To enrich our blog content, we bring you freshly translated blog posts by Peter Humaj. The blog posts were originally written in the Slovak language in 2017, 2018 and 2019. They focus on the communication protocols used in the world of industrial automation and SCADA and MES systems. Even though they were written a couple of years ago, the information provided is just as relevant today.
The introduction to Modbus
Modbus is one of the simplest communication protocols (and most likely because of that it is widely used). Let's look at its features .. and the problems with implementation in practice.
The Modbus protocol was designed in 1979 at Modicon to communicate with their PLC as a simple and robust master-slave serial protocol. Currently, the Modbus organization is responsible for its development and the actual version of the standard is V1.1b3.
Modbus recognizes only 4 types of objects:
· Coils (1-bit binary states)
· Discrete Inputs (1-bit read-only binary inputs)
· Holding register (16-bit analog states)
· Input registers (16-bit read-only analog inputs)
Each object type is addressed by a 16-bit (0-65535) address. The data is 16-bit, sent as big-endian (first higher byte, then lower). In the case of binary, sixteen values of consecutive objects are sent in 16 bits (e.g. with address 16, 17, 18..31)
The protocol has defined functions for reading each object type and writing non-read-only types:
· Coils: Read Coils (1), Write Single Coil (5)
· Discrete Inputs: Read Discrete Inputs(2)
· Holding register: Read Holding Registers(3), Write Single Register(6)
· Input registers: Read Input Registers (4)
When reading, the address of the starting object and the number of the read objects (1-2000 for binary, 1-125 for analog) are specified so that the total length of the returned data does not exceed 250 bytes. Additionally, there is a Write Multiple Registers function (16) for writing multiple registers at once.
The read or write response is a data packet or error code with an exception number describing why the read or write failed. The data packet contains information about the size of the data in bytes.
Furthermore, the protocol defines specialties, e.g. Read/Write File Record, and various diagnostics, but the common implementations do not include them. Henceforth, the client periodically queries the values of all objects of different types (the more it can put into one request, the shorter the total reading takes) and the server sends responses. No support for on-change data such as e.g. IEC 60870-5-101, IEC 60870-5-104, asynchronous mode OPC, TG809, and other protocols. There is no support for flags (validity, weak, etc.) as well as no support for timestamps or history reading.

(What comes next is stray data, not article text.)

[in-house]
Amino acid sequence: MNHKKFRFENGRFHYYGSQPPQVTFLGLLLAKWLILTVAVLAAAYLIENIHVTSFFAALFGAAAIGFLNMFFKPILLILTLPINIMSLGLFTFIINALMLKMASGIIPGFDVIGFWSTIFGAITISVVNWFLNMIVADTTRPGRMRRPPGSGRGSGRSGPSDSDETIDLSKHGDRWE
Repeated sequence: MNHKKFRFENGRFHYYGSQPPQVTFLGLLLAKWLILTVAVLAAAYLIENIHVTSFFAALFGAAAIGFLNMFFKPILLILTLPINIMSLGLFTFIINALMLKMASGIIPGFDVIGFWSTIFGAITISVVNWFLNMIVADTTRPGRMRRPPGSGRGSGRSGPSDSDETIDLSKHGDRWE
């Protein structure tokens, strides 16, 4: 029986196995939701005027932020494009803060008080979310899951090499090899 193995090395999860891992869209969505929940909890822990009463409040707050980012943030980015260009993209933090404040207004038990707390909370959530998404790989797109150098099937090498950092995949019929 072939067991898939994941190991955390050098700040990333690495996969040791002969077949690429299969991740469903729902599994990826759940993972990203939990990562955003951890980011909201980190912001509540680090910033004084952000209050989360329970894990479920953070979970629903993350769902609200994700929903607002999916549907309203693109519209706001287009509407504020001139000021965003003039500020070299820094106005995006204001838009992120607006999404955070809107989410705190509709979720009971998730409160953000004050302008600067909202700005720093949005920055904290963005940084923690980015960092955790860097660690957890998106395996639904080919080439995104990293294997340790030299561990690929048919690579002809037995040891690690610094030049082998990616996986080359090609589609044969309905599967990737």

The protocol uses single-byte addressing of the slave device (by default 1-247, higher addresses are reserved), address 0 is a broadcast. Thus, there can be several devices on a serial line, each of which must have a unique address.
There are RTU variants of the protocol (binary encoding) and ASCII variant (BCD encoding, so it is 'readable' in the text listing, but twice as slow, as each byte is coded by the BCD with two bytes).
An RTU variant for TCP connections (TCP port 502) exists – there are even two:
· "MODBUS TCP" does not use a checksum (CRC) and relies on TCP mechanisms
· "MODBUS over TCP" uses the checksum in the same way as the serial variant
That is about the theory. What complications can arise in practice?
A very straightforward answer - all of them :)
The first complication: addressing
Due to some devices, 2 addressing modes have been introduced:
· "MODBUS PDU" - data is addressed from 0 to 65535
· "MODBUS data Model" - data is addressed from 1 to 65536 (address 9 is used in the protocol when reading the measured point with address 10)
The address of the measured point can be entered in the D2000 CNF configuration tool in decimal or hexadecimal form using a grid (#), e.g. #50CE. This simplifies address configuration and control if the device-specific documentation uses a hexadecimal form.
D2000 KOM tries to send requests to read as many registers as possible (which can be limited by the parameter "Max. Registers"). However, some devices return errors if the request also contains addresses that do not contain data. E.g. if the request contains the address of the starting object 100 and the number of the read objects is 4 and the device has defined objects for the addresses 100, 101, 103 (but not 102), then it may return an error. For this case, there is a protocol parameter "Skip Unconfigured", which causes the KOM process not to request values for addresses at which it does not have defined measured points. After activating the "Skip Unconfigured" parameter, the above request would be divided into two: address 100, length 2 (i.e. addresses 100 and 101) and address 103, length 1.